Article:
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Changes in anterior cingulate and amygdala after cognitive behavior therapy of Posttraumatic Stress Disorder


Felmingham, KL and Kemp, A and Williams, LM and Das, P and Hughes, G and Peduto, A and Bryant, R, Changes in anterior cingulate and amygdala after cognitive behavior therapy of Posttraumatic Stress Disorder, Psychological Science, 18, (2) pp. 127-129. ISSN 0956-7976 (2007) [Refereed Article]

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DOI: doi:10.1111/j.1467-9280.2007.01860.x


Posttraumatic stress disorder (PTSD) may develop from impaired extinction of conditioned fear responses. Exposure-based treatment of PTSD is thought to facilitate extinction learning (Charney, 2004). Fear extinction is mediated by inhibitory control of the ventromedial prefrontal cortex (vmPFC) over amygdala-based fear processes (Phelps, Delgado, Nearing, & LeDoux, 2004; Quirk, Russo, Barron, & LeBron, 2000). Most neuroimaging studies of PTSD reveal reduced vmPFC activity (particularly in rostral anterior cingulate cortex, or rACC; Lanius et al., 2001; Shin et al., 2005), and some find increased amygdala activity during threat processing (Shin et al., 2005). In addition, increased amygdala activity during fear conditioning and reduced vmPFC activity during extinction have been reported in PTSD (Bremner et al., 2005). Although PTSD patients show increased orbitofrontal and medial prefrontal activity following treatment with serotonin reuptake inhibitors (SSRIs; Fernandez et al., 2001; Seedat et al., 2004), no studies have investigated neural networks before and after exposure-based treatment of PTSD. We report the first such study. We hypothesized that symptom reduction would be associated with increased rACC activity and reduced amygdala activity during fear processing.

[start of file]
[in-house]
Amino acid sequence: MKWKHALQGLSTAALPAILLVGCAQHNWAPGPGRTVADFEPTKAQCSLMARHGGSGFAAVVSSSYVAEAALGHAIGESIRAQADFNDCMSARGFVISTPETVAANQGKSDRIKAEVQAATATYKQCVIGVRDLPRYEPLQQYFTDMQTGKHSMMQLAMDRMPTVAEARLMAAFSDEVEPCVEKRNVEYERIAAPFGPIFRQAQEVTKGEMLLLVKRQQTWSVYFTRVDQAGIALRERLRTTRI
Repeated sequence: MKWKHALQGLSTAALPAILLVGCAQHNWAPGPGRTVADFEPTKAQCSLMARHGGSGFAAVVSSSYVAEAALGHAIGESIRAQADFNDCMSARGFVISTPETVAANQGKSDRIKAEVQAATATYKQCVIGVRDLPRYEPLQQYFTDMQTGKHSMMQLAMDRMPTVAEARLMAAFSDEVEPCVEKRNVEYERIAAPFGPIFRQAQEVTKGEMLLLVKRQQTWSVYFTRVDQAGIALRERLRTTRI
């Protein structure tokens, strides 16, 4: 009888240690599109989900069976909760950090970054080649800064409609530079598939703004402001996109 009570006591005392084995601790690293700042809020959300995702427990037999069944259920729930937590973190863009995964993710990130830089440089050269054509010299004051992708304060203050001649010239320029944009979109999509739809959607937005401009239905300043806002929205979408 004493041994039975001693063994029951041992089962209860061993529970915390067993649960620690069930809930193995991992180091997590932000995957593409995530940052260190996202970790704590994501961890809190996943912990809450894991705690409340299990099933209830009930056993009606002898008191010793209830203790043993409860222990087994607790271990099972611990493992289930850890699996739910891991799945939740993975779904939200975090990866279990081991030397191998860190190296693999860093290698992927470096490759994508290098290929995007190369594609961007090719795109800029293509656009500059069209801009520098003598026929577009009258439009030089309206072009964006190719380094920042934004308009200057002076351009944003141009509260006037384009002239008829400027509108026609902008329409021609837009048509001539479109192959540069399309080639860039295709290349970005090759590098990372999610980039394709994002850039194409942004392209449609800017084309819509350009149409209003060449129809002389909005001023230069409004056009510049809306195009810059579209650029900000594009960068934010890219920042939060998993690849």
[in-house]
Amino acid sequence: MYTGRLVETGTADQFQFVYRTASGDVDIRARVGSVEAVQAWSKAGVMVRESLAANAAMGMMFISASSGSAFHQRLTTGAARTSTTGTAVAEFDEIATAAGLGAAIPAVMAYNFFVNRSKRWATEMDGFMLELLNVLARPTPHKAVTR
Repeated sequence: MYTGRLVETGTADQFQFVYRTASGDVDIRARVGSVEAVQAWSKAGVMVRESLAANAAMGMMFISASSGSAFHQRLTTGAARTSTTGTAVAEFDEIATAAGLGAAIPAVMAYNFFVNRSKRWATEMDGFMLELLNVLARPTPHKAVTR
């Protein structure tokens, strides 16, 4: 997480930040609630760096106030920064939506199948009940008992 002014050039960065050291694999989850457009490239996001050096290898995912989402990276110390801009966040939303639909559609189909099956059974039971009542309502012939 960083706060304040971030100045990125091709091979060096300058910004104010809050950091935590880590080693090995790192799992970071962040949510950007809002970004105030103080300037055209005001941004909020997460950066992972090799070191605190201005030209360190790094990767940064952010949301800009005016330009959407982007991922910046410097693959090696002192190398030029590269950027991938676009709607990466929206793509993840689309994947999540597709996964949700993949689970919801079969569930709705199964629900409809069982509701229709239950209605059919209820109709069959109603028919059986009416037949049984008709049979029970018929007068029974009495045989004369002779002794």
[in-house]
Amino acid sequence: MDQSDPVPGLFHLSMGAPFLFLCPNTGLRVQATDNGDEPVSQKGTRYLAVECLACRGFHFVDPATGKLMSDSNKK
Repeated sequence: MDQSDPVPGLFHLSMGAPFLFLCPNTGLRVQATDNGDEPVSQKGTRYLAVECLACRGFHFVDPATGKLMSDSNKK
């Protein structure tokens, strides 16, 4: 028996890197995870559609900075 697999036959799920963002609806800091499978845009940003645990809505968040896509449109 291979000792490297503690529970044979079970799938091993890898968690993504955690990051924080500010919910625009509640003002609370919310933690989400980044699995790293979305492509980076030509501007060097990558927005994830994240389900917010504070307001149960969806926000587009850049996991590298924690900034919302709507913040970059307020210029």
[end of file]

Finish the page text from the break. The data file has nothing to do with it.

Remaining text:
Item Details

Item Type:Refereed Article
Research Division:Psychology
Research Group:Biological psychology
Research Field:Behavioural neuroscience
Objective Division:Health
Objective Group:Clinical health
Objective Field:Clinical health not elsewhere classified
UTAS Author:Felmingham, KL (Professor Kim Felmingham)
ID Code:72323
Year Published:2007
Web of Science® Times Cited:152
Deposited By:Psychology
Deposited On:2011-08-25
Last Modified:2012-02-17
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